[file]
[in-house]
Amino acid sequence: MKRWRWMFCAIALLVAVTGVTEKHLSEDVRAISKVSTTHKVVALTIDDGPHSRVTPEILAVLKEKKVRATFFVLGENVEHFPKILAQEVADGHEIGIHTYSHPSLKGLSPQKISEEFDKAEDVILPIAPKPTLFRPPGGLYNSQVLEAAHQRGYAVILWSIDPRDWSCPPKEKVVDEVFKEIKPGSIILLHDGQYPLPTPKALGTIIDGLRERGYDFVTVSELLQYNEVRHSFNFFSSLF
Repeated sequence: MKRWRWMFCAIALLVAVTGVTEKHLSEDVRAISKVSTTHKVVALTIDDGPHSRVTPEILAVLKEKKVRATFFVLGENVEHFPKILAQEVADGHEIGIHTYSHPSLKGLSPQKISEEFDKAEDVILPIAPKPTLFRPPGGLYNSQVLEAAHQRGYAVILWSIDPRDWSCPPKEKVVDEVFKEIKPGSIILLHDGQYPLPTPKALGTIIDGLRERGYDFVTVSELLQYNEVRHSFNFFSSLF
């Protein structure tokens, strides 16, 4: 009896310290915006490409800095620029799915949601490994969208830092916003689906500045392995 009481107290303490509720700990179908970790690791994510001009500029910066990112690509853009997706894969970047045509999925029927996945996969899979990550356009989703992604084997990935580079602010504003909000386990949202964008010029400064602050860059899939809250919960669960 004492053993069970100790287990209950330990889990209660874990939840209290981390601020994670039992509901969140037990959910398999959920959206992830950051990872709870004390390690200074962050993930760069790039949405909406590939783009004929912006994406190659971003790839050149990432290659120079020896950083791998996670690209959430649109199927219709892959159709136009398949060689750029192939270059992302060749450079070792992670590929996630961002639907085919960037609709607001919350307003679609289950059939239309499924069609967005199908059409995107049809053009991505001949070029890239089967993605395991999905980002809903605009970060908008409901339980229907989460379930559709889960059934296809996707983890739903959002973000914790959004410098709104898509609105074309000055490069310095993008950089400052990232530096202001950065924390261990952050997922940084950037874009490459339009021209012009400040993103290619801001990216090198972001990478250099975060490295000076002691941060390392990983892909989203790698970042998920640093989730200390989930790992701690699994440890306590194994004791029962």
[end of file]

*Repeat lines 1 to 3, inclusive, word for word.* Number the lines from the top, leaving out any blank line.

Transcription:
[in-house]
Amino acid sequence: MKRWRWMFCAIALLVAVTGVTEKHLSEDVRAISKVSTTHKVVALTIDDGPHSRVTPEILAVLKEKKVRATFFVLGENVEHFPKILAQEVADGHEIGIHTYSHPSLKGLSPQKISEEFDKAEDVILPIAPKPTLFRPPGGLYNSQVLEAAHQRGYAVILWSIDPRDWSCPPKEKVVDEVFKEIKPGSIILLHDGQYPLPTPKALGTIIDGLRERGYDFVTVSELLQYNEVRHSFNFFSSLF
Repeated sequence: MKRWRWMFCAIALLVAVTGVTEKHLSEDVRAISKVSTTHKVVALTIDDGPHSRVTPEILAVLKEKKVRATFFVLGENVEHFPKILAQEVADGHEIGIHTYSHPSLKGLSPQKISEEFDKAEDVILPIAPKPTLFRPPGGLYNSQVLEAAHQRGYAVILWSIDPRDWSCPPKEKVVDEVFKEIKPGSIILLHDGQYPLPTPKALGTIIDGLRERGYDFVTVSELLQYNEVRHSFNFFSSLF